What Is Fast Fashion?
FAST FASHION IS ALL RELATIVE
- Zara owner Inditex reports quarterly results on June 9
- The fast-fashion giant’s online sales soared during the pandemic, but overall sales fell last year due to stores closures in many countries
- A new wave of even faster-fashion e-commerce players are on the rise, led by Shein
Is Zara fast fashion? It’s a silly question when looking at Gap, J.Crew, Express and countless other retailers that were left in the dust by Inditex’s speedy supply chain. But compared to Boohoo or FashionNova, the answer is less clear. Next to Shein and a bevy of other even newer, faster e-tailers, Zara starts to look a bit sluggish. When online retailers churn out hundreds of algorithm-determined styles daily, Zara’s ability to translate runway looks to merchandise in a few weeks seems almost quaint. Zara isn’t Gap in this scenario, but it’s not winning the race, either.
Nor is it trying to. As fast fashion grows ever more flimsy and disposable, Zara is now practically aspirational. They may sell inexpensive copies of trending styles, but those pieces are designed with a little more intention, priced a little higher, and made a little better than the typical Shein or FashionNova offering. “In terms of quality, we are closer to Zara than Shein,” one executive at a new fast fashion start-up recently told BoF. Comments like that illustrate why Zara hasn’t been overwhelmed by faster and cheaper competitors: the Sheins of the world may have perfected fast fashion’s mechanics, but to enough consumers, quality still matters. Or at least, it used to; Inditex’s results should give an indication of whether that’s still the case.
The Bottom Line: Changing attitudes toward sustainability could render the quest for ever-faster fashion moot. For now, many consumers seem unconcerned about the waste and environmental degradation that are the inevitable byproduct of producing mass quantities of cheap clothing. But in a world where investors vote climate activists onto Exxon’s board of directors, Inditex is smart to be exploring more sustainable alternatives.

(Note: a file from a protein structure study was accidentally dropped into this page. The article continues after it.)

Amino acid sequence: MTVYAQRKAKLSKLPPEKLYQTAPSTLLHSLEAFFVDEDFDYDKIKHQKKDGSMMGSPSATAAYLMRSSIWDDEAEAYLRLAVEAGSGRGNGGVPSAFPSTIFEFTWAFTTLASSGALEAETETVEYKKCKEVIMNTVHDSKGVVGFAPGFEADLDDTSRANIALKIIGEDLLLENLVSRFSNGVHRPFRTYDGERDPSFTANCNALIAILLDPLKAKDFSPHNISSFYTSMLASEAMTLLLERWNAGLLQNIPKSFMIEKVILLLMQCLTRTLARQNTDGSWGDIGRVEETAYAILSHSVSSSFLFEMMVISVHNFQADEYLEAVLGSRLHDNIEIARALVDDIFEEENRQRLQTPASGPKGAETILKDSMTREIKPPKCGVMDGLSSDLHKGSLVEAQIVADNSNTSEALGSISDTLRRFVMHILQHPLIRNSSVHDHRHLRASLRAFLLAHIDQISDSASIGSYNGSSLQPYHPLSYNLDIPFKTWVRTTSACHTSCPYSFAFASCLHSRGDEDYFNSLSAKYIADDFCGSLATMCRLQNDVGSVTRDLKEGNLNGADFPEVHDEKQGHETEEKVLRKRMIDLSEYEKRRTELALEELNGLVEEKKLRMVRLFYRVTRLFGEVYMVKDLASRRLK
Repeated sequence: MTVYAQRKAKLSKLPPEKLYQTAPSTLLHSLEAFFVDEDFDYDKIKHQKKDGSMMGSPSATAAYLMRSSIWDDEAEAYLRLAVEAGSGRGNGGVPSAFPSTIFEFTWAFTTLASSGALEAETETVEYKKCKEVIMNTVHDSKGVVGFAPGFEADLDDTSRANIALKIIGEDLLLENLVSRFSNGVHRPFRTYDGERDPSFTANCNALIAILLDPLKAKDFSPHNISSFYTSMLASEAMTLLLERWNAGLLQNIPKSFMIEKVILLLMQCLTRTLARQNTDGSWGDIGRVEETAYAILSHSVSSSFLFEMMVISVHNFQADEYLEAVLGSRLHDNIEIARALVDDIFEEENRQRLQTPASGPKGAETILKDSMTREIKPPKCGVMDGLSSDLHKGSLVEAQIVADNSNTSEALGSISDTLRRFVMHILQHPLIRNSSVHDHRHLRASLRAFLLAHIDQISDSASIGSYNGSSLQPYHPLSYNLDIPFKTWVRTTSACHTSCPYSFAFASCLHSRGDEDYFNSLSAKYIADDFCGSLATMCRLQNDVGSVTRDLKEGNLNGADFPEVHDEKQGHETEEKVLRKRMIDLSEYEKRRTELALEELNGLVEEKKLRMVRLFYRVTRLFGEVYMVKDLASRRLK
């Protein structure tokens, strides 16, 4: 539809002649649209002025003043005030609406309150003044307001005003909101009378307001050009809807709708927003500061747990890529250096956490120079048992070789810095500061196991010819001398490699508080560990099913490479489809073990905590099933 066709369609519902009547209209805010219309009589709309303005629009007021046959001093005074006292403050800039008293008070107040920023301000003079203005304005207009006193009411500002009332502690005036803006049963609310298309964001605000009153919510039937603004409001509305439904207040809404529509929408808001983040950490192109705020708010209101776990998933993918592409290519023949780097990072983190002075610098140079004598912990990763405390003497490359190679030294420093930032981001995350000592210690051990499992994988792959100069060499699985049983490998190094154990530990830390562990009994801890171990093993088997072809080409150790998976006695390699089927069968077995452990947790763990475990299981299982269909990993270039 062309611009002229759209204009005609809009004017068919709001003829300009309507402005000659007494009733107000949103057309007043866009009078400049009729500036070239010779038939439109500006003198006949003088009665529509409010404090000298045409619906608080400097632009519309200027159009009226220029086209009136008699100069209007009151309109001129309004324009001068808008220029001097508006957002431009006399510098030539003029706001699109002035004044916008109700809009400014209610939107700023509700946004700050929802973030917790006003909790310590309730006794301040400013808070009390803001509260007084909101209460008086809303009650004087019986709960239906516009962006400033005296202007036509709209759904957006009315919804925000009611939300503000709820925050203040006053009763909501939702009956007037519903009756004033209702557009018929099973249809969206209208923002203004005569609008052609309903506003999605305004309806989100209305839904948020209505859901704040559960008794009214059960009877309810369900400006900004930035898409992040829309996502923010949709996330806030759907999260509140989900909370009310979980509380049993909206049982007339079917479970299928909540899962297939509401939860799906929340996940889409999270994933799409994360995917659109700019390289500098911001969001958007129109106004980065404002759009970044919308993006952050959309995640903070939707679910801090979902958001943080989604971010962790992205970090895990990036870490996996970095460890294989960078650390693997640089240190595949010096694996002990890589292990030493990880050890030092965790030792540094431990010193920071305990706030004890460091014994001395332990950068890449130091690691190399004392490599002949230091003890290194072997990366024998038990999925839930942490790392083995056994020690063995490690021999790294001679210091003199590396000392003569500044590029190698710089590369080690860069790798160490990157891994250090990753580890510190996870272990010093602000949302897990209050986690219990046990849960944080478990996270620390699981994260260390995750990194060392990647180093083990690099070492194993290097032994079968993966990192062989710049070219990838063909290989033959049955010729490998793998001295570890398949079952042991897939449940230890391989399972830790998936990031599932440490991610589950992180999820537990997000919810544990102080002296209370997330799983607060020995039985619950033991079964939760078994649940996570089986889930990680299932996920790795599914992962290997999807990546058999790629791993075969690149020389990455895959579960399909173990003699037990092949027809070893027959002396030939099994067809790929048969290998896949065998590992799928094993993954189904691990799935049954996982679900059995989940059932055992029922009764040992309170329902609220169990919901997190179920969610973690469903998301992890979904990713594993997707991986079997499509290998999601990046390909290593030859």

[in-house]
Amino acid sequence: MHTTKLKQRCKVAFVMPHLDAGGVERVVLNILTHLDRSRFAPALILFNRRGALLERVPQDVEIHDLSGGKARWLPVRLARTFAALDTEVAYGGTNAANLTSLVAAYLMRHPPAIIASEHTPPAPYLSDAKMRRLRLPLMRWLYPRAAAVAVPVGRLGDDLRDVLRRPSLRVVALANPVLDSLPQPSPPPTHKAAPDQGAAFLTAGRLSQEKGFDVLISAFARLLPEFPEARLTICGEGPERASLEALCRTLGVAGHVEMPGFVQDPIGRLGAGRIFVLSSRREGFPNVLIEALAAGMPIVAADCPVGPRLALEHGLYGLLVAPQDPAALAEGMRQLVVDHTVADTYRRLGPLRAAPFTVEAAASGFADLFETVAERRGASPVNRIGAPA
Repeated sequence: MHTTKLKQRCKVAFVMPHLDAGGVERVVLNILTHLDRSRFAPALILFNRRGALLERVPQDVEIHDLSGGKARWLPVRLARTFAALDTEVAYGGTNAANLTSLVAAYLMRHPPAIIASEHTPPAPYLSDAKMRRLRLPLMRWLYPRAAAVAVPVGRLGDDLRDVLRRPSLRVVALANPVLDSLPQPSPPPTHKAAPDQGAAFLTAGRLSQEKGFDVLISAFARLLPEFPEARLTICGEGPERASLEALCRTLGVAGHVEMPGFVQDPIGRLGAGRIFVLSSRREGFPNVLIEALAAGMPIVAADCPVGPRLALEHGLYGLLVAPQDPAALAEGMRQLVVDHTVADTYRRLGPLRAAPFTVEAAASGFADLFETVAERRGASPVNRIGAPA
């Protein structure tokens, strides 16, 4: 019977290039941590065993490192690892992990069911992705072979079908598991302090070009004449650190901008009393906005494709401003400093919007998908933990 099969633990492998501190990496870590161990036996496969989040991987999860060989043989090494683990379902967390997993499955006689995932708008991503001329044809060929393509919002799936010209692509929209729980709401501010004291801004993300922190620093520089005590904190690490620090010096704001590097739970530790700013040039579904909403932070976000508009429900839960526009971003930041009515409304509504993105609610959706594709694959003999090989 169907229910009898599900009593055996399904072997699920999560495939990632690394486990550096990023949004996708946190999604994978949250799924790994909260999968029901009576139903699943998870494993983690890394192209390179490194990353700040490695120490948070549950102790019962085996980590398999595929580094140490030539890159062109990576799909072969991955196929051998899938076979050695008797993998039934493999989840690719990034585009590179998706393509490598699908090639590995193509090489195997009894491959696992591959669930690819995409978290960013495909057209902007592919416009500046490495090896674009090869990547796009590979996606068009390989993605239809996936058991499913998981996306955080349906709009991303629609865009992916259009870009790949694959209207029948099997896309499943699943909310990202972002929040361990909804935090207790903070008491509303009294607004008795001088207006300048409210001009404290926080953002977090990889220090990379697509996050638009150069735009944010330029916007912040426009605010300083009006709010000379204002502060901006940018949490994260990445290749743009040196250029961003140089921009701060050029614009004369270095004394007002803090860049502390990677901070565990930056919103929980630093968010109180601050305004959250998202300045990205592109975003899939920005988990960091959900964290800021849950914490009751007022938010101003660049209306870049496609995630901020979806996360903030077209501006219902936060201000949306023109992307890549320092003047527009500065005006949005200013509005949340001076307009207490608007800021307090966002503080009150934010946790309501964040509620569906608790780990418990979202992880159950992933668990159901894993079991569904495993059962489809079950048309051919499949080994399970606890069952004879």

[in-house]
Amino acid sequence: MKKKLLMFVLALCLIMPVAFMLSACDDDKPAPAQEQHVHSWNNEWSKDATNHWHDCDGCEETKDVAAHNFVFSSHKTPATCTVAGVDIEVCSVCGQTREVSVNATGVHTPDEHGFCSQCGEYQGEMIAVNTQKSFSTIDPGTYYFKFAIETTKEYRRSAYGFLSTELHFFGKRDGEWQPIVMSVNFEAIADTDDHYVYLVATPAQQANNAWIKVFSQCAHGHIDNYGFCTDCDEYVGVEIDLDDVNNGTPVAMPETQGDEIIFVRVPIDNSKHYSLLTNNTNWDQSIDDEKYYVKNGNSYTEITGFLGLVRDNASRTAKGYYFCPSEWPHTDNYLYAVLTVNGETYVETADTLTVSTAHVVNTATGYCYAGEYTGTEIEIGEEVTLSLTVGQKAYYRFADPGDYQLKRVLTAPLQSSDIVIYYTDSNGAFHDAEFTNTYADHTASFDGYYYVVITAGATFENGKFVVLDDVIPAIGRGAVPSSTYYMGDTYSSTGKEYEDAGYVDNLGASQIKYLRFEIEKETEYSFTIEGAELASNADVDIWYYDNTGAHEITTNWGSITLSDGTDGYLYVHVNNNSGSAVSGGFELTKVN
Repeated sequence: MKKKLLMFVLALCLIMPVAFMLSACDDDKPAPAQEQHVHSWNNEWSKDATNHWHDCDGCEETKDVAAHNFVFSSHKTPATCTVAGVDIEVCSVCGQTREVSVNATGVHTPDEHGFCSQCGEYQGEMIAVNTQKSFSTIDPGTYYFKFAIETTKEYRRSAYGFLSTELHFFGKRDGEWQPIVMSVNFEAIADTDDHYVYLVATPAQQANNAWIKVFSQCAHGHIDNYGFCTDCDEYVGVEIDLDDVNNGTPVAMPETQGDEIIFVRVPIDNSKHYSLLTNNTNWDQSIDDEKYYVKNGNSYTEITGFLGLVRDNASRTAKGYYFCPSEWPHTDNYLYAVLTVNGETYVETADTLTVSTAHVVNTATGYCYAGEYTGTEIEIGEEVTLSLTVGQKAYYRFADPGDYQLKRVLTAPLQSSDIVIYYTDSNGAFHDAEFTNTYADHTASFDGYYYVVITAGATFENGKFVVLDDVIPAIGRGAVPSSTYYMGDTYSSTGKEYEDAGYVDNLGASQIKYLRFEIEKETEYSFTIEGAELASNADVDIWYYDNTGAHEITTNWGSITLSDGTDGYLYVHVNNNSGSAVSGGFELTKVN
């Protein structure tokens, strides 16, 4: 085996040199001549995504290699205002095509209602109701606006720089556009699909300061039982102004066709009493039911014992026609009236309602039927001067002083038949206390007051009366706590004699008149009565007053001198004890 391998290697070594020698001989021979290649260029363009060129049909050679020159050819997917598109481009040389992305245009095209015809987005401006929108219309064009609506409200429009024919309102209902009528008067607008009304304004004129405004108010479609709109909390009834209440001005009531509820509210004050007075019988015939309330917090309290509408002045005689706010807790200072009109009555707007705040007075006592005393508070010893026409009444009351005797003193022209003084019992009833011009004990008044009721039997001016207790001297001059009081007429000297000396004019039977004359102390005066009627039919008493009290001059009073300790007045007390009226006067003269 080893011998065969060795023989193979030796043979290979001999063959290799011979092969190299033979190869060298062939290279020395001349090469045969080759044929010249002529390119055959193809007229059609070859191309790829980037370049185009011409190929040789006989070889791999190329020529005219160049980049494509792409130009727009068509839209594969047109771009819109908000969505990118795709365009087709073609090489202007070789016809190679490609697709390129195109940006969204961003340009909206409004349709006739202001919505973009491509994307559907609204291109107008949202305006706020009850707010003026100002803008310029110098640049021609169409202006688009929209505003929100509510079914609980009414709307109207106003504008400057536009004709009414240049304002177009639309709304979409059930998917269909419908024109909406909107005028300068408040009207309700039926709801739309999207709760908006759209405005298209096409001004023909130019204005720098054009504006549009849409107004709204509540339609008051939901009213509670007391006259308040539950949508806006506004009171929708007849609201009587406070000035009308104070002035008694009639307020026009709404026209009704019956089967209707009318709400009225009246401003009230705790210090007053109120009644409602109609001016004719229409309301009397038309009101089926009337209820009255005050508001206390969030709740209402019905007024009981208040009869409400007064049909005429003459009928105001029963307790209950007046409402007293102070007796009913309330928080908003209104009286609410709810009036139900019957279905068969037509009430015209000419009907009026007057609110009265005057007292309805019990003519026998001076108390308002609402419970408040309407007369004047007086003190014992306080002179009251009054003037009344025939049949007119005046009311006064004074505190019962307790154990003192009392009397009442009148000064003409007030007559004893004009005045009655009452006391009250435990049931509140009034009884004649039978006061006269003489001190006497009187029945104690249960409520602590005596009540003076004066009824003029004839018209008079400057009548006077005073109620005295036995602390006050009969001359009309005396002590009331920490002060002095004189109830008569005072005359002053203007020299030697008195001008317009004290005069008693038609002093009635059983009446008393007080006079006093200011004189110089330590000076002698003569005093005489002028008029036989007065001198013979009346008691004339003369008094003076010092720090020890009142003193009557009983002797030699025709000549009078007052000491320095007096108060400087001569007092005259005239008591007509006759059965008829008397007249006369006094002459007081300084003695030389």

FRANCE GINGERLY REOPENS
- France will allow vaccinated tourists into the country, loosen curfews and lift some indoor capacity limits on June 9
- Less clear is when indoor events, parties and other fashion mainstays will be allowed
- The uncertainty is complicating planning for men’s fashion shows later this month, as well as July’s couture week
For vaccinated fashionistas, the world is about to get a lot bigger. France is set to allow international visitors starting June 9, joining the UK, US and a growing number of other jurisdictions. Those visitors will also be able to stay out later (though an 11 pm curfew remains in place), dine indoors and attend some events. Paris reopening is a milestone for fashion’s recovery from the pandemic. However, with men’s fashion week due to kick off in two weeks, even the looser rules represent some serious barriers. Restrictions won’t fully lift until June 30, and then only if new infections remain low (cases are falling, but with only about 17 percent of the population fully vaccinated, France remains vulnerable to a resurgence). With many brands set to show their men’s collections digitally, it will likely be couture shows, coming in early July after most restrictions are due to lift, that signal a return to something resembling business as usual.